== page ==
Calcium is one of the body's electrolytes, which are minerals that carry an electric charge when dissolved in body fluids such as blood, but most of the body's calcium is uncharged.
About 99% of the body’s calcium is stored in the bones, but cells (particularly muscle cells) and blood also contain calcium. Calcium is essential for the following:
Calcium is very essential in muscle contraction, building strong bones and teeth, blood clotting, nerve impulse, transmission, regulating heart beat and fluid balance within cells. The requirements are greatest during the period of growth such as childhood, during pregnancy, when breast feeding. Long term of calcium deficiency can lead to oestoporosis in which the bone deteriorates and there is an increased rise of fractures.
We can’t talk about calcium without talking about Osteoporosis. Osteoporosis is a condition in which bones become less dense and leech calcium, eventually weakening them so much that they become brittle and weak and can eventually lead to fractures and breaks. Women have to pay more attention to this than men, out of all cases 80 percent is attributed to women (menopause increases bone resorption and decreases calcium absorption), and according to the National Institutes of Health, the condition is to blame for 1.5 million bone fractures a year.
Since 99 percent of the calcium in our bodies is found in teeth and bones, the mineral is clearly important for bone health. But it’s not just good for building skeletal structure, 1% of the calcium we ingest helps keep blood vessels healthy and flexible, encourages normal muscle function and nerve transmission, and assists with balancing hormones. The bones act as a reservoir for calcium. When the amount of calcium in the blood supply dips too low, calcium is borrowed from the bones. It is returned to the bones from calcium supplied through the diet. When diets are low in the mineral, there may not be sufficient amounts available to be returned to the bones. Over time, this net loss can lead to osteopenia or osteoporosis.
Although bones undergo the biggest changes during childhood, adolescence, and early adulthood, our skeletons are constantly remodeling themselves as they absorb and resorb nutrients. As infants, we can utilize about 60 percent of calcium ingested, but by adulthood that number drops to 10 to 15 percent and slowly decreases even more as we age. So it’s incredibly important to get enough calcium as a kid, and equally necessary as an adult.
Getting daily calcium is important, so if you don’t drink milk regularly then a supplement is a simple alternative. Right?
Not so fast. Calcium Carbonate: This is a common form of calcium which is an alkaline-based compound found in rocks, limestone, marine animal shells, pearls, eggshells and snails. It is found in many calcium supplements and is even found in antacids like Tums, Rolaids, etc. because of its alkaline nature. It is also the type of calcium found in coral calcium, which has received much attention for exaggerated health claims. There is no research to confirm that coral calcium is in fact a better form of calcium than other forms. Calcium carbonate provides one of the highest concentrations of elemental calcium (35-40%). For example, a calcium carbonate supplement contains 40% elemental calcium; this means that 1,250 milligrams (mg) of calcium carbonate will provide 500 mg of elemental calcium. This is the reason why many supplements use calcium carbonate: it gives the appearance of a high elemental calcium content and doesn’t take up much space in the capsule or tablet. Yet it has poor solubility in water and requires extra stomach acid production to be absorbed. Calcium carbonate’s bioavailability in humans has been measured as high as 40%, but also as low as 15%. Because of its low solubility, and perhaps because of its inconsistent absorption rate, it is generally considered to be one of the least bioavailable forms of calcium.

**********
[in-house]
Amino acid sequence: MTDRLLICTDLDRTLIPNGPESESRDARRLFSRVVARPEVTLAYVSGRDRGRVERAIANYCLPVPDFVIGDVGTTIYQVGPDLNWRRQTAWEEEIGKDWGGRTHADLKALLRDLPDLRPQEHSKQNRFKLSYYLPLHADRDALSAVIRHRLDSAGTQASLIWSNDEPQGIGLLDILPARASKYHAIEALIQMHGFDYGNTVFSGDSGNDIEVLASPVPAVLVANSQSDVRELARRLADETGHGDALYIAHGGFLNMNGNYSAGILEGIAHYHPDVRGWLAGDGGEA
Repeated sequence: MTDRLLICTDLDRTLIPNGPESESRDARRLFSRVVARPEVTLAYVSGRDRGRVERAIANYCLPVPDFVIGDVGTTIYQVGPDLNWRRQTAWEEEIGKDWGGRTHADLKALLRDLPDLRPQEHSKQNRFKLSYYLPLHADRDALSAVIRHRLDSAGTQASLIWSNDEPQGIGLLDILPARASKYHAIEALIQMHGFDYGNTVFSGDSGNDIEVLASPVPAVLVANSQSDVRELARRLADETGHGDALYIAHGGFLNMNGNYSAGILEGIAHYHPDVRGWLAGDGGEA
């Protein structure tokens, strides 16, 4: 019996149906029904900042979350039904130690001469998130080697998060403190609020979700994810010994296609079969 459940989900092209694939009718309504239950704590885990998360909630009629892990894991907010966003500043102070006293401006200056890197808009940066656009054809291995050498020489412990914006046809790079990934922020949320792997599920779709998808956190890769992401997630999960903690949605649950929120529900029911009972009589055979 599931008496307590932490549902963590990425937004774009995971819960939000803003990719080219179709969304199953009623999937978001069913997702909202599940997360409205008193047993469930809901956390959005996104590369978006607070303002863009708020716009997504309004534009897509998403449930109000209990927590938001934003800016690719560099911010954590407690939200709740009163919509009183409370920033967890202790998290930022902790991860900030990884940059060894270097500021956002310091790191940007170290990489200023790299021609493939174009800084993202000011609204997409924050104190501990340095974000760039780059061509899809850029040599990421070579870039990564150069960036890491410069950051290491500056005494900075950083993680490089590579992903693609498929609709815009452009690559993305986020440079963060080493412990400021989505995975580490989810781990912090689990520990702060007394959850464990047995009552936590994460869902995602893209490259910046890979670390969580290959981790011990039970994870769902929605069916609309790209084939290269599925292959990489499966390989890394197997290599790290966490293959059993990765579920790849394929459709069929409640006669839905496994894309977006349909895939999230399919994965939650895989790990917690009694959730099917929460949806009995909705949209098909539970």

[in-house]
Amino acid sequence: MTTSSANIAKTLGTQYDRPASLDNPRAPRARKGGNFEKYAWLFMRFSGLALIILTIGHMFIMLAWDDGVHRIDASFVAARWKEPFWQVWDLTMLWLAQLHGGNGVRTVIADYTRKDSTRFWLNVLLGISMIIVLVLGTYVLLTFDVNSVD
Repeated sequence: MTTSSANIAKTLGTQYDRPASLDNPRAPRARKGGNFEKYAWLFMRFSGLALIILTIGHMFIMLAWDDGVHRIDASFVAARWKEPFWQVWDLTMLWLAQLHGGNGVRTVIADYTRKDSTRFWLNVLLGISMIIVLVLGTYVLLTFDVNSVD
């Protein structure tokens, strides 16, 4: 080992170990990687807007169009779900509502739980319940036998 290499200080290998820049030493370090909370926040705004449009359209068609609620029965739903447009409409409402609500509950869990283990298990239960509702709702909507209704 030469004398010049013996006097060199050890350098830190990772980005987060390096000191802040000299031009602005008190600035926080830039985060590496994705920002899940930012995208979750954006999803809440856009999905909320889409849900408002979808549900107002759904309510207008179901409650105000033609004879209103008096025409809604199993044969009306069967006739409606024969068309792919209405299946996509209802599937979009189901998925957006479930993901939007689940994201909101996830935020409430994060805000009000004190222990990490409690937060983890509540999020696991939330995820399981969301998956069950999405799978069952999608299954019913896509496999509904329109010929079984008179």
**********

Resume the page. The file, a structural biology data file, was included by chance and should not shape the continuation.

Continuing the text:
Key Takeaway: This form is great for people with excess stomach acid (although note that just because you have heartburn or ulcers doesn’t mean you have excess stomach acid!), and it is okay if you are not very concerned with how much calcium you are actually absorbing, since it can vary among individuals. Be aware that just because the label calcium content looks high doesn’t mean that’s what you’re absorbing.
Without knowing how much calcium you are getting in your food, taking a daily calcium supplement seems like a good idea. Plants and animals can’t make calcium, it must be absorbed into the plants from the soil or ingested by our livestock from its food supply. To make the equation even more difficult, calcium doesn’t find itself evenly spread out in the soil, so one crop of spinach might be rich in calcium and the neighboring farm might have very little. If we could check our daily calcium levels like we check the weather, then all this would be a simple exercise. Calcium is vital for the health and well-being of every human on the planet so making sure that we have enough calcium should be taken very seriously. A good quality calcium supplement with high bioavailability is a key factor in that equation.
before you begin a supplement regimen—or if you have any questions about whether you need more calcium—check in with your doctor.